Hantavirus in Nevada
To date in 2023 there have been four (4) cases of hantavirus reported in Nevada. One case was hantavirus infection, Non-Hantavirus Pulmonary Syndrome in Washoe County; and three (3) were Hantavirus Pulmonary Syndrome (HPS) with two (2) cases in Washoe County and one (1) case in Churchill County.
Figure 1. Hantavirus Infection, Reported Cases by Year, Nevada, 2002-2023*
Note: The information in this technical bulletin is compiled directly from the American Academy of Pediatrics 2021 RedBook and the American Public Health Association’s Control of Communicable Diseases Manual (21st Edition). Minimal changes were made to preserve the complex details in these references.
Figure 2. Cumulative Number of Reported Hantavirus Cases by County, Nevada, 2002-2023*
Hantaviruses are RNA viruses of the Hantaviradae family. Sin Nombre virus (SNV) is the major cause of HPS in the western and central regions of the United States (including Nevada). There are typically 20 to 40 cases of HPS reported annually in the United States, with the majority (>95%) of cases occurring west of the Mississippi River.
The clinical syndrome of HPS was first recognized in 1993 and has since been identified throughout the United States.
HPS is an acute febrile illness (i.e., temperature greater than 101.0 F) with a prodrome consisting of fever, chills, myalgia, headache and gastrointestinal symptoms with:
- bilateral diffuse interstitial edema, or
- acute respiratory distress syndrome (ARDS), or
- radiographic evidence of noncardiogenic pulmonary edema.
In a small proportion of patients with hantavirus infection, cardiopulmonary symptoms do not develop. These patients are considered to have hantavirus infection Non-Hantavirus Pulmonary Syndrome.
Non-HPS Hantavirus Infection is a febrile illness with non-specific viral symptoms including fever, chills, myalgia, headache and gastrointestinal symptoms, but no cardiopulmonary symptoms.
Figure 3. Cumulative Hantavirus Cases by State, U.S., 1992-2021
The major reservoir of Sin Nombre virus in North America (and in Nevada) is the deer mouse (Peromyscus maniculatus). Antibodies have also been found in other Peromyscus spp., including pack rats, chipmunks and other rodents. Past surveillance has indicated about 17% of deer mice were infected with hantavirus in Washoe County; however, regular testing was discontinued in 2013.
Rodents are natural hosts for hantaviruses and acquire lifelong, asymptomatic, chronic infection with prolonged viruria and virus in saliva and feces. Humans acquire infection through direct contact with infected rodents, rodent droppings, or rodent nests or through the inhalation of aerosolized virus particles from rodent urine, droppings, or saliva. Rarely, infection may be acquired from rodent bites or contamination of broken skin with excreta. At-risk activities include handling or trapping rodents; cleaning or entering closed or rarely used rodent-infested structures; cleaning feed storage or animal shelter areas; hand plowing; and living in a home with an increased density of mice.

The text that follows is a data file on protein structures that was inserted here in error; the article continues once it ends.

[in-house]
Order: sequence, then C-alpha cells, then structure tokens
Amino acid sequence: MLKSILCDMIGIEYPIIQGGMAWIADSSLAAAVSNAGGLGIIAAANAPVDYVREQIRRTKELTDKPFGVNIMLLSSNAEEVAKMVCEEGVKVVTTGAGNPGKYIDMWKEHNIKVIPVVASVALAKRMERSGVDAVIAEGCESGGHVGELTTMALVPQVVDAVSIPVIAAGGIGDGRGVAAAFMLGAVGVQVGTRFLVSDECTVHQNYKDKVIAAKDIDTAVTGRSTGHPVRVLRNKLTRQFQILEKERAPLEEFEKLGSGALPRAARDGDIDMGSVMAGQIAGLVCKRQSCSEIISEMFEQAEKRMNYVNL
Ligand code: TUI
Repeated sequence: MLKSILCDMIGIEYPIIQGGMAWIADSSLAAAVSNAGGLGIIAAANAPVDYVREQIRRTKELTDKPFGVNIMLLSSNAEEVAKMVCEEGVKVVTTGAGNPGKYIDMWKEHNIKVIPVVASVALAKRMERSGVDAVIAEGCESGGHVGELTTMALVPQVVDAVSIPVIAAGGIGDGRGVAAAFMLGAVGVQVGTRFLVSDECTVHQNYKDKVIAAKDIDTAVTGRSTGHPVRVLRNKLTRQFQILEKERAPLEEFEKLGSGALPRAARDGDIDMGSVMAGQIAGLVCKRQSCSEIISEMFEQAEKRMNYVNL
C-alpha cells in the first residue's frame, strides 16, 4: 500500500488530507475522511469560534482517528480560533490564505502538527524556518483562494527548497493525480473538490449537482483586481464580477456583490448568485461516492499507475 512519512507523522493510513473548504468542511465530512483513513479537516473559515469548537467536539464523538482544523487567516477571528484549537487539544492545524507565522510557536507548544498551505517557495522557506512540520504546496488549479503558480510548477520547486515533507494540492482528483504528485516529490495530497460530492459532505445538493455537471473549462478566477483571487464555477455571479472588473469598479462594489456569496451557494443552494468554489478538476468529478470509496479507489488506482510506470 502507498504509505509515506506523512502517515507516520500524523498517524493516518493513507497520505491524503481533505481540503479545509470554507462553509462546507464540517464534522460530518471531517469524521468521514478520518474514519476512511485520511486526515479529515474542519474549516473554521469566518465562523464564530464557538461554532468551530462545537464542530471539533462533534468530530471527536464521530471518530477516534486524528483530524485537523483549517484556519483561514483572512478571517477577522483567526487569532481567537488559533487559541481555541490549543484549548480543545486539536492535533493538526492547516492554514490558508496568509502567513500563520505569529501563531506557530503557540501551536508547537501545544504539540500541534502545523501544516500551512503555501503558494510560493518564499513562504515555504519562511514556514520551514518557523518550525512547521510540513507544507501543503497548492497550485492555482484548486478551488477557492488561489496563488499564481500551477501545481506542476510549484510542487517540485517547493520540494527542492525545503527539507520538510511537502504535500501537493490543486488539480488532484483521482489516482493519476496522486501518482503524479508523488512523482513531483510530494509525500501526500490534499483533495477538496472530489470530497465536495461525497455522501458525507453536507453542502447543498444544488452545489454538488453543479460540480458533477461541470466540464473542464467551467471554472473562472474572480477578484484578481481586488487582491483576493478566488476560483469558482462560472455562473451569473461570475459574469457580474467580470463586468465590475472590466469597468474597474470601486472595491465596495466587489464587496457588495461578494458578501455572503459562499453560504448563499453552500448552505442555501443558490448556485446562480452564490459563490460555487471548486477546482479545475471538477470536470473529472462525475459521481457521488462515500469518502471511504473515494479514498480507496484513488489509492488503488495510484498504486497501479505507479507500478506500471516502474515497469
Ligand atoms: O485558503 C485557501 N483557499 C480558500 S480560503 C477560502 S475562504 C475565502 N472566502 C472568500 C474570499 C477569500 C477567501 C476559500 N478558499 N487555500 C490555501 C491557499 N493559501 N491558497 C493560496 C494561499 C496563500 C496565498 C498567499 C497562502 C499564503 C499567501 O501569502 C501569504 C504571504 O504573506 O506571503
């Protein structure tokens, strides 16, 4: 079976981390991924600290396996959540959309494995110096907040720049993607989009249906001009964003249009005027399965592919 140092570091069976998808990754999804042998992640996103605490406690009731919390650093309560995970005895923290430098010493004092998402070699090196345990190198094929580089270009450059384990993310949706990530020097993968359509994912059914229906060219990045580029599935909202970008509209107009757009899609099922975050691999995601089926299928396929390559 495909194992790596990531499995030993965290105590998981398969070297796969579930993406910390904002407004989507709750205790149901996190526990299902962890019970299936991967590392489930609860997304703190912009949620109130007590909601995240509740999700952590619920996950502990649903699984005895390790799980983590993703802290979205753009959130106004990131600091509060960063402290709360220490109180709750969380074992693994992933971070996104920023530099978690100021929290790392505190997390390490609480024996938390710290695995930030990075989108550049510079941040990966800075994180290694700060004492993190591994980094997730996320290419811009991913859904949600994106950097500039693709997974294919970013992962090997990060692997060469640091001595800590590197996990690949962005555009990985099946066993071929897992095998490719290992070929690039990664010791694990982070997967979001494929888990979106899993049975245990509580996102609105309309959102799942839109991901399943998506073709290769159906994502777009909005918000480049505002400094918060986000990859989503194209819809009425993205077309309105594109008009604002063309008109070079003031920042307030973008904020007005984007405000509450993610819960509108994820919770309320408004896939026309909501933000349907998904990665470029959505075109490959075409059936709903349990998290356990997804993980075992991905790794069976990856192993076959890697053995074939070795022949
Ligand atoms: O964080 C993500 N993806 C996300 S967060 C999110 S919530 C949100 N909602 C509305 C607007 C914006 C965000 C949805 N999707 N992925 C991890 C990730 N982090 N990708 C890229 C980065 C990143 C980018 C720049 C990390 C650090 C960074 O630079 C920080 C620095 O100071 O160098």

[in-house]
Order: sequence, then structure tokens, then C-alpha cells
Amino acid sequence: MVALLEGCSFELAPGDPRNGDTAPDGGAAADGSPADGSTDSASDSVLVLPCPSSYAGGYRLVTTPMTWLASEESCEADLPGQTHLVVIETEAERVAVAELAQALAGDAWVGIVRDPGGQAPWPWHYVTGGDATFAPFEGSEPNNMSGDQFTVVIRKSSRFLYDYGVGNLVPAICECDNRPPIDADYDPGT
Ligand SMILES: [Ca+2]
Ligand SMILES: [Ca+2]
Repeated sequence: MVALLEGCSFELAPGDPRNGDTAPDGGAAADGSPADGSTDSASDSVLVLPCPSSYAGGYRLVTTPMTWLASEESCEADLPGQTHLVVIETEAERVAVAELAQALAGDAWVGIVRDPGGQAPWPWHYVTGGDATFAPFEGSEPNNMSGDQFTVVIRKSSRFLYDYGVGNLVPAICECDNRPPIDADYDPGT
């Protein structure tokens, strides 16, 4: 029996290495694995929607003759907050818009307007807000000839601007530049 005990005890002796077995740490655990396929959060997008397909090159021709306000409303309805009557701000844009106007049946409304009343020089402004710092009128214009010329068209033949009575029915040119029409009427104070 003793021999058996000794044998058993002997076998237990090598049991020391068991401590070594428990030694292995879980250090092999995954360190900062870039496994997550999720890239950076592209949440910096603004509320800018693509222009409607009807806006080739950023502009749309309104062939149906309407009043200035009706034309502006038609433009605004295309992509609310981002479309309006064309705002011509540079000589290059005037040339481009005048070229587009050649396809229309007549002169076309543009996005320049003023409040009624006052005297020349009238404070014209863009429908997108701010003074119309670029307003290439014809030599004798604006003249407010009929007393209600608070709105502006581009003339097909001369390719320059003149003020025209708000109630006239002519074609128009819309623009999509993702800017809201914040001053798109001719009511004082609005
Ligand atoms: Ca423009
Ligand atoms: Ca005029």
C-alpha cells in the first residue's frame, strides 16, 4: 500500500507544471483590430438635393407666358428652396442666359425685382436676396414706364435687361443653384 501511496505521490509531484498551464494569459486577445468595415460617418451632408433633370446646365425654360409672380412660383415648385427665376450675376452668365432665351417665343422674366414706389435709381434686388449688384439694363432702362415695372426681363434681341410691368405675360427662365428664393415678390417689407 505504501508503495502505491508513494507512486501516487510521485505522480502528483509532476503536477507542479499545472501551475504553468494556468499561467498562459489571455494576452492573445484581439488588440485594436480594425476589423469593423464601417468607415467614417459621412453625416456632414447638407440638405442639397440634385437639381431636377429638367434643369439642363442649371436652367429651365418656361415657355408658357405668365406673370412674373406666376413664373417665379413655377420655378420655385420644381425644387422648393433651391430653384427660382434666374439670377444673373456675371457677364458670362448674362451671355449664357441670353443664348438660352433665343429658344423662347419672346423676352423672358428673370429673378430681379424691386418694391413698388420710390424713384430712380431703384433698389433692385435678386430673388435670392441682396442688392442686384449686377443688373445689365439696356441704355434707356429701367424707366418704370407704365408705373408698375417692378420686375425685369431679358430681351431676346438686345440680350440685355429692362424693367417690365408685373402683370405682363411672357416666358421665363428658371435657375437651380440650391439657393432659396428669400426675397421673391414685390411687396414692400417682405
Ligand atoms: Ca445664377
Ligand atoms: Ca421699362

For backpackers or campers, sleeping in a structure inhabited by rodents has been associated with HPS, with a notable outbreak occurring in 2012 in Yosemite National Park secondary to rodent-infested cabins. Exceptionally heavy rainfall improves rodent food supplies, resulting in an increase in the rodent population with more frequent contact between humans and infected rodents, resulting in more human disease. Most cases occur during the spring and summer.
Signs and Symptoms
After an incubation period of 1 to 6 weeks, the prodromal illness of HPS lasts 3 to 7 days and is characterized by fever, chills, headache, myalgia, nausea, vomiting, diarrhea, dizziness and sometimes cough. Respiratory tract signs or symptoms usually do not occur during the first 3 to 7 days, but then pulmonary edema and severe hypoxemia appear abruptly and present as cough and dyspnea; the disease then progresses over hours. In severe cases, myocardial dysfunction causes hypotension, which is why the syndrome sometimes is called hantavirus cardiopulmonary syndrome.
The mortality rate for patients with HPS is between 35% and 50%; death usually occurs in the first 1 or 2 days of hospitalization.
Guidance for Health Care Providers
Diagnosing HPS in an individual who has only been infected a few days is difficult because early symptoms such as fever, muscle aches and fatigue are easily confused with other illnesses such as influenza. However, if the individual is experiencing fever, fatigue and shortness of breath with a history of potential rodent exposure, this would be strongly suggestive of HPS.
HPS should be considered when thrombocytopenia occurs with severe pneumonia clinically resembling acute respiratory distress syndrome in the proper epidemiologic setting. Other characteristic laboratory findings include neutrophilic leukocytosis with immature granulocytes, including more than 10% immunoblasts (basophilic cytoplasm, prominent nucleoli, and an increased nuclear-cytoplasmic ration) and increased hematocrit.
In areas where HPS is known to occur, use of a 5-point peripheral blood screen has aided in the early detection of patients with HPS. Elements of the screen are:
- hemoglobin elevated for gender/age;
- left shift of granulocytic series;
- absence of toxic changes;
- thrombocytopenia; and
- immunoblasts and plasma cells >10% of lymphocytes.
For cases fulfilling 4 of 5 criteria, the positive predictive value of the 5-point screen is >90%.
Diagnosis and Laboratory Confirmation